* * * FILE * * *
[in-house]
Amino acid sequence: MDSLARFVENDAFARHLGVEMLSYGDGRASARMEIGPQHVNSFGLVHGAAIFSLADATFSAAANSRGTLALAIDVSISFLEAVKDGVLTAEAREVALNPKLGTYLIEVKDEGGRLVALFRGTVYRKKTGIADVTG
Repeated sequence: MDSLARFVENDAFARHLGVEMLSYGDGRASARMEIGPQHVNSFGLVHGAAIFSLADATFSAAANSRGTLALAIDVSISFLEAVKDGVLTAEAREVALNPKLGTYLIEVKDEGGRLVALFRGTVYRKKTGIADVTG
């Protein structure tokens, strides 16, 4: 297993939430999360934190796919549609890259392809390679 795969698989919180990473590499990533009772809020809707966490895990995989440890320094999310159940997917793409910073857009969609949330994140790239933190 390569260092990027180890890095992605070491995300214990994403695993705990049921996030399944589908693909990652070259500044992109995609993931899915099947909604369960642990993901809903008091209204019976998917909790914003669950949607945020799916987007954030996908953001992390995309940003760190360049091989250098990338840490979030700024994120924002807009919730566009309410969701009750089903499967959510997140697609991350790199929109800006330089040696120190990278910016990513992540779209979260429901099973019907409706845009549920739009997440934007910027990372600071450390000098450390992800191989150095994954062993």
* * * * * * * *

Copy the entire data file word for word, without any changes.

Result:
[in-house]
Amino acid sequence: MDSLARFVENDAFARHLGVEMLSYGDGRASARMEIGPQHVNSFGLVHGAAIFSLADATFSAAANSRGTLALAIDVSISFLEAVKDGVLTAEAREVALNPKLGTYLIEVKDEGGRLVALFRGTVYRKKTGIADVTG
Repeated sequence: MDSLARFVENDAFARHLGVEMLSYGDGRASARMEIGPQHVNSFGLVHGAAIFSLADATFSAAANSRGTLALAIDVSISFLEAVKDGVLTAEAREVALNPKLGTYLIEVKDEGGRLVALFRGTVYRKKTGIADVTG
């Protein structure tokens, strides 16, 4: 297993939430999360934190796919549609890259392809390679 795969698989919180990473590499990533009772809020809707966490895990995989440890320094999310159940997917793409910073857009969609949330994140790239933190 390569260092990027180890890095992605070491995300214990994403695993705990049921996030399944589908693909990652070259500044992109995609993931899915099947909604369960642990993901809903008091209204019976998917909790914003669950949607945020799916987007954030996908953001992390995309940003760190360049091989250098990338840490979030700024994120924002807009919730566009309410969701009750089903499967959510997140697609991350790199929109800006330089040696120190990278910016990513992540779209979260429901099973019907409706845009549920739009997440934007910027990372600071450390000098450390992800191989150095994954062993």